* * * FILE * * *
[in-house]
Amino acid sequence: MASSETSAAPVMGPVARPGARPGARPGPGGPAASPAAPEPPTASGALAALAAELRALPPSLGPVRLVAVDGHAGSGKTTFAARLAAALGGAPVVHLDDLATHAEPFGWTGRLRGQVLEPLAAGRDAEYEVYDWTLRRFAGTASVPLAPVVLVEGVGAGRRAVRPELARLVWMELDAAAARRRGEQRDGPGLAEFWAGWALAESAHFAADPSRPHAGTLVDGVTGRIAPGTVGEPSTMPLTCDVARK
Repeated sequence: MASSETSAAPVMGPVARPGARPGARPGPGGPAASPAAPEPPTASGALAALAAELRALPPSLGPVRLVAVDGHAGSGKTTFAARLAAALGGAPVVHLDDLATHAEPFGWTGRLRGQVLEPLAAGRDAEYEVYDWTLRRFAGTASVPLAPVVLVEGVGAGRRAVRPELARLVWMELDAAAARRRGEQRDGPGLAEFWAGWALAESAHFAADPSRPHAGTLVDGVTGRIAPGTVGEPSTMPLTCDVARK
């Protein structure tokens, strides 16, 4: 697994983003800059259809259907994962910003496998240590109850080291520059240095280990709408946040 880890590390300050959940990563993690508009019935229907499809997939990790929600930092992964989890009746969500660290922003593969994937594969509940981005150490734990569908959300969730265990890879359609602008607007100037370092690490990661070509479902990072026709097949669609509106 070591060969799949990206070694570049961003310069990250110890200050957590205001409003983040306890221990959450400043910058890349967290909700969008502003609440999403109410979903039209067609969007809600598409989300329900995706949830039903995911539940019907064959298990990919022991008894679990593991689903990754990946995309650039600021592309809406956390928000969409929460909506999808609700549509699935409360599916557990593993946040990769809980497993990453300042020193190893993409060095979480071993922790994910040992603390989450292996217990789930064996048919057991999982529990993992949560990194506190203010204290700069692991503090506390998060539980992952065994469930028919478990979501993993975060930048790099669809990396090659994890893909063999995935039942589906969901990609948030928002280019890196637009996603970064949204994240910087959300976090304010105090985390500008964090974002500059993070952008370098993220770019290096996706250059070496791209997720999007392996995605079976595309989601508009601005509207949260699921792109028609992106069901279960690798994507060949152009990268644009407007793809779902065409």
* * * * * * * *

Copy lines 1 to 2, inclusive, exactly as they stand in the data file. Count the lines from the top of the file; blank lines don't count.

[in-house]
Amino acid sequence: MASSETSAAPVMGPVARPGARPGARPGPGGPAASPAAPEPPTASGALAALAAELRALPPSLGPVRLVAVDGHAGSGKTTFAARLAAALGGAPVVHLDDLATHAEPFGWTGRLRGQVLEPLAAGRDAEYEVYDWTLRRFAGTASVPLAPVVLVEGVGAGRRAVRPELARLVWMELDAAAARRRGEQRDGPGLAEFWAGWALAESAHFAADPSRPHAGTLVDGVTGRIAPGTVGEPSTMPLTCDVARK